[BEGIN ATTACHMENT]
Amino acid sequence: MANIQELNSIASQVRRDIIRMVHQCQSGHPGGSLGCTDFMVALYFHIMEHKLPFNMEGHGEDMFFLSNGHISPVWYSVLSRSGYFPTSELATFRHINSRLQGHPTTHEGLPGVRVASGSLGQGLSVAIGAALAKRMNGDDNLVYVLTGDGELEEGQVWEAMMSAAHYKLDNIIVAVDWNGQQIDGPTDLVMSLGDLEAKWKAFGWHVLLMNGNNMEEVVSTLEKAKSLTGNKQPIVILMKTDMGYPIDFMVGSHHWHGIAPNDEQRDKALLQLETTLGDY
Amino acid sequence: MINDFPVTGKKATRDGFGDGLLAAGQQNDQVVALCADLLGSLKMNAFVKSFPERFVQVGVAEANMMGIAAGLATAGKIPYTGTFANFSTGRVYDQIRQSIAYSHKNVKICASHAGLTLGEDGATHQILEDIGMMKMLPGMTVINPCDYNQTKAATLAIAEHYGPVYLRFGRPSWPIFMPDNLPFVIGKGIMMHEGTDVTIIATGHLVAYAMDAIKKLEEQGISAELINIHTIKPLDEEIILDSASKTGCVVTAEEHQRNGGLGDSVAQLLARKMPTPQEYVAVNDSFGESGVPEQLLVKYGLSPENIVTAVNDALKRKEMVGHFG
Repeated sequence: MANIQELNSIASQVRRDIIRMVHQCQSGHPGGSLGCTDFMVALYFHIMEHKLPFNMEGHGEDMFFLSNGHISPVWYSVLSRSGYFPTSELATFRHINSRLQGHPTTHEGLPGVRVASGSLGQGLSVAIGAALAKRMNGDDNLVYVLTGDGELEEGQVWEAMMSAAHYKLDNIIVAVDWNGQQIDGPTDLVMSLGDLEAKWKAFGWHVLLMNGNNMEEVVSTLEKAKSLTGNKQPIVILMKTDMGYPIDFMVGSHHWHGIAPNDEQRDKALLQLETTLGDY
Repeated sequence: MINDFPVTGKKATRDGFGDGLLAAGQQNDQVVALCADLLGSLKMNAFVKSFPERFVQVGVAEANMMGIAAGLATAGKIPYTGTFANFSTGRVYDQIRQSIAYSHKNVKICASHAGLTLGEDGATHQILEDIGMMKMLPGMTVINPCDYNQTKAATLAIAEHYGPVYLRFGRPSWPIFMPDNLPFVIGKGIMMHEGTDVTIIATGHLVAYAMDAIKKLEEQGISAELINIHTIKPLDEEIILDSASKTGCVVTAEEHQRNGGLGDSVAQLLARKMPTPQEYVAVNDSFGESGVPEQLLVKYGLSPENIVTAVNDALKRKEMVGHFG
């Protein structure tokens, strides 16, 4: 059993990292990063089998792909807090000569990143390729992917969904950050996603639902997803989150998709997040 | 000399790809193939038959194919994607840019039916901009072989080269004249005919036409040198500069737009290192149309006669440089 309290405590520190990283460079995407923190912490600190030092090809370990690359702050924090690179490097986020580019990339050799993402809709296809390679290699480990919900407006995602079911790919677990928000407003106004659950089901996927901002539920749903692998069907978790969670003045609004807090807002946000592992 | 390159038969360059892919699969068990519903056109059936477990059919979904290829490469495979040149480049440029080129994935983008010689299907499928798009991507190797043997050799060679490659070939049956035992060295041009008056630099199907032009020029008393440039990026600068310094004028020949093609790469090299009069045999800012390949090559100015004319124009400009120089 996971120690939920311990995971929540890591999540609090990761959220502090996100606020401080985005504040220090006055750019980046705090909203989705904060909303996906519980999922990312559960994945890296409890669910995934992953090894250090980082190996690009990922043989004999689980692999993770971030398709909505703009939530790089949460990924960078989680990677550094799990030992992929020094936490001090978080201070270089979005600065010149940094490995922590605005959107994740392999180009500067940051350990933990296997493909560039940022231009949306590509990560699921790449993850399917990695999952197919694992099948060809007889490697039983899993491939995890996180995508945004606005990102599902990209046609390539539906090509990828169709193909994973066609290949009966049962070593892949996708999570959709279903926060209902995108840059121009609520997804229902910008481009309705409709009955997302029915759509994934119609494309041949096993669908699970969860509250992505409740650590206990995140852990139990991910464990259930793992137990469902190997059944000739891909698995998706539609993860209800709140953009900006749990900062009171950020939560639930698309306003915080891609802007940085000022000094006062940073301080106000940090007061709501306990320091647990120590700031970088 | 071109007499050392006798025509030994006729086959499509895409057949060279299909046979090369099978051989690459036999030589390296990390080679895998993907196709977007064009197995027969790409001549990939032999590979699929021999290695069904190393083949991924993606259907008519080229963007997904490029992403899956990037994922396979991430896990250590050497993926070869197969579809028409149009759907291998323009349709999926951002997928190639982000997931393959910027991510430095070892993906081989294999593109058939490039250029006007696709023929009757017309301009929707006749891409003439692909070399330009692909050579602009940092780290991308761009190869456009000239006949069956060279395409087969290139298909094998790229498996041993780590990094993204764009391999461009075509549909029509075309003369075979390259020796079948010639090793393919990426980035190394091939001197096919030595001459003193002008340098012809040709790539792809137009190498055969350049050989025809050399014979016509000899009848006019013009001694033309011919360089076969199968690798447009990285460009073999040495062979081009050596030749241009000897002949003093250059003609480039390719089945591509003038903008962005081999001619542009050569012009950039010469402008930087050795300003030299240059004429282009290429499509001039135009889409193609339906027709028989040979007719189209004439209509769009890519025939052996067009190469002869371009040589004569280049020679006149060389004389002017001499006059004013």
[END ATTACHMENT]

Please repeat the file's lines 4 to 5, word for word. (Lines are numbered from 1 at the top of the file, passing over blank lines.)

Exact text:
Repeated sequence: MINDFPVTGKKATRDGFGDGLLAAGQQNDQVVALCADLLGSLKMNAFVKSFPERFVQVGVAEANMMGIAAGLATAGKIPYTGTFANFSTGRVYDQIRQSIAYSHKNVKICASHAGLTLGEDGATHQILEDIGMMKMLPGMTVINPCDYNQTKAATLAIAEHYGPVYLRFGRPSWPIFMPDNLPFVIGKGIMMHEGTDVTIIATGHLVAYAMDAIKKLEEQGISAELINIHTIKPLDEEIILDSASKTGCVVTAEEHQRNGGLGDSVAQLLARKMPTPQEYVAVNDSFGESGVPEQLLVKYGLSPENIVTAVNDALKRKEMVGHFG
């Protein structure tokens, strides 16, 4: 059993990292990063089998792909807090000569990143390729992917969904950050996603639902997803989150998709997040 | 000399790809193939038959194919994607840019039916901009072989080269004249005919036409040198500069737009290192149309006669440089 309290405590520190990283460079995407923190912490600190030092090809370990690359702050924090690179490097986020580019990339050799993402809709296809390679290699480990919900407006995602079911790919677990928000407003106004659950089901996927901002539920749903692998069907978790969670003045609004807090807002946000592992 | 390159038969360059892919699969068990519903056109059936477990059919979904290829490469495979040149480049440029080129994935983008010689299907499928798009991507190797043997050799060679490659070939049956035992060295041009008056630099199907032009020029008393440039990026600068310094004028020949093609790469090299009069045999800012390949090559100015004319124009400009120089 996971120690939920311990995971929540890591999540609090990761959220502090996100606020401080985005504040220090006055750019980046705090909203989705904060909303996906519980999922990312559960994945890296409890669910995934992953090894250090980082190996690009990922043989004999689980692999993770971030398709909505703009939530790089949460990924960078989680990677550094799990030992992929020094936490001090978080201070270089979005600065010149940094490995922590605005959107994740392999180009500067940051350990933990296997493909560039940022231009949306590509990560699921790449993850399917990695999952197919694992099948060809007889490697039983899993491939995890996180995508945004606005990102599902990209046609390539539906090509990828169709193909994973066609290949009966049962070593892949996708999570959709279903926060209902995108840059121009609520997804229902910008481009309705409709009955997302029915759509994934119609494309041949096993669908699970969860509250992505409740650590206990995140852990139990991910464990259930793992137990469902190997059944000739891909698995998706539609993860209800709140953009900006749990900062009171950020939560639930698309306003915080891609802007940085000022000094006062940073301080106000940090007061709501306990320091647990120590700031970088 | 071109007499050392006798025509030994006729086959499509895409057949060279299909046979090369099978051989690459036999030589390296990390080679895998993907196709977007064009197995027969790409001549990939032999590979699929021999290695069904190393083949991924993606259907008519080229963007997904490029992403899956990037994922396979991430896990250590050497993926070869197969579809028409149009759907291998323009349709999926951002997928190639982000997931393959910027991510430095070892993906081989294999593109058939490039250029006007696709023929009757017309301009929707006749891409003439692909070399330009692909050579602009940092780290991308761009190869456009000239006949069956060279395409087969290139298909094998790229498996041993780590990094993204764009391999461009075509549909029509075309003369075979390259020796079948010639090793393919990426980035190394091939001197096919030595001459003193002008340098012809040709790539792809137009190498055969350049050989025809050399014979016509000899009848006019013009001694033309011919360089076969199968690798447009990285460009073999040495062979081009050596030749241009000897002949003093250059003609480039390719089945591509003038903008962005081999001619542009050569012009950039010469402008930087050795300003030299240059004429282009290429499509001039135009889409193609339906027709028989040979007719189209004439209509769009890519025939052996067009190469002869371009040589004569280049020679006149060389004389002017001499006059004013």